State Election Secretary Paul Ziriax offers tips, reminders for Nov. 8 General Election
Team Radio Marketing Group - November 7, 2016 4:59 pm
ELECTION DAY VOTING; EXPECT LINES
Polls are open statewide from 7 a.m. to 7 p.m. on Election Day. Lines at the polls are likely and will be longest before work, during the lunch hour and after work. Voters can save time by voting during “off-peak” hours – usually from 9 to 11 a.m. and 1:30 to 4 p.m. If it is difficult for you to stand for long periods, consider bringing a portable chair.
KNOW YOUR POLLING PLACE
Before going to vote, confirm your polling location. Look at your voter ID card, use the election board’s Online Voter Tool at www.elections.ok.gov or call your county election board. Look at your sample ballot using the Online Voter Tool. The law allows you to bring notes or a marked sample ballot with you to the polls as long as you do not show them to anyone else in the polling location. Bringing notes will help you cast your ballot faster and keep lines and wait times down.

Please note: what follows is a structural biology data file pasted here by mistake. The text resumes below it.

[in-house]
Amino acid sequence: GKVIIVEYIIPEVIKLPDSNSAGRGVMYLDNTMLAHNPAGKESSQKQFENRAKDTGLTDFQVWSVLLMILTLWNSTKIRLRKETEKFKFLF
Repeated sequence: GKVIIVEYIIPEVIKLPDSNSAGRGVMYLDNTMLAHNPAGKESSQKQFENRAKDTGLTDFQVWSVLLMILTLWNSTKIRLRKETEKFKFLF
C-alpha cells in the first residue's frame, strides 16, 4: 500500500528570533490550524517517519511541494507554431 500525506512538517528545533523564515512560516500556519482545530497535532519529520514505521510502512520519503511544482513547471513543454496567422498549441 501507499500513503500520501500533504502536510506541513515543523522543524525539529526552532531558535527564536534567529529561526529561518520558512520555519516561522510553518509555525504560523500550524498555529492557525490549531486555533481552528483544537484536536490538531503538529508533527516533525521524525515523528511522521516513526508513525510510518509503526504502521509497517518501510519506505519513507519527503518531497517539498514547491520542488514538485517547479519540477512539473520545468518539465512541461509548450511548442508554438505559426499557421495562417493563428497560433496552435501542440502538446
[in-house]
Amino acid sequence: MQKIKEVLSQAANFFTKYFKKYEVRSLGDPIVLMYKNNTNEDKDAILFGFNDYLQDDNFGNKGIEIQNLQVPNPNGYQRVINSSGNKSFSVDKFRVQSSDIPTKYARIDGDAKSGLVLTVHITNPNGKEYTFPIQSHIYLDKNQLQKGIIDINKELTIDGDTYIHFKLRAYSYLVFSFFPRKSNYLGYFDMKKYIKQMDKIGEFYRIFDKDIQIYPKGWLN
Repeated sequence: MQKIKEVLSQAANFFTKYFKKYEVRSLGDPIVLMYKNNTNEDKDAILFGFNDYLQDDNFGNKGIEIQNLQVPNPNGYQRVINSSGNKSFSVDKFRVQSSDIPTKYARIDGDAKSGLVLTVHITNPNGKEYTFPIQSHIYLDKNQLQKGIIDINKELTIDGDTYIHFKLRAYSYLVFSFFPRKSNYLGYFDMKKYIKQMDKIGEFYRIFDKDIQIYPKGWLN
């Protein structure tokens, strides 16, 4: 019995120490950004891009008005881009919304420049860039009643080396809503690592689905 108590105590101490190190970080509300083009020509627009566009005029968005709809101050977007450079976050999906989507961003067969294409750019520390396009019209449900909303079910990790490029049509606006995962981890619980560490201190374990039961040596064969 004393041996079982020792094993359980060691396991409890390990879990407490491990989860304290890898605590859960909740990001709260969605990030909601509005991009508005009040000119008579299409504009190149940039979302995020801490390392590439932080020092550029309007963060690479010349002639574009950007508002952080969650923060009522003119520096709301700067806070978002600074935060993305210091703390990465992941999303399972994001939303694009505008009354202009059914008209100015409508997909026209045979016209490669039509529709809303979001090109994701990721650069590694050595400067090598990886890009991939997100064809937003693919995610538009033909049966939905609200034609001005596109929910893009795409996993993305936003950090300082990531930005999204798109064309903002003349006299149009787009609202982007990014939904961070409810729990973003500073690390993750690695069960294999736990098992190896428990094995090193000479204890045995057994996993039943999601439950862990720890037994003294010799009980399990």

KNOW THE LAW
Electioneering within 300 feet of a ballot box is a misdemeanor. Electioneering includes the wearing of campaign buttons, T shirts or other paraphernalia and advocating for candidates, parties or ballot issues either orally or with written materials. The only people allowed at a polling place are voters and election officials.
It is a misdemeanor for unauthorized people to be within 50 feet of a ballot box. Influencing a voter by means of force or intimidation, interfering with a voter and interfering with the conduct of an election are misdemeanors. Voting twice or voting when you are not eligible is a felony. Removing a ballot from a polling place is a felony. Offering something of value to influence a voter is a felony. Call your county election board to report any violations of election law.
PROOF OF IDENTITY
There are three ways for voters to prove their identity under state law (only one proof of identity is required):
- Show a valid photo ID issued by the federal, state, or tribal government; or
- Show the free voter ID card issued to every voter by their County Election Board; or
- Sign an affidavit and vote a provisional ballot. (If the information on the affidavit matches official voter registration records, the ballot will be counted after Election Day.)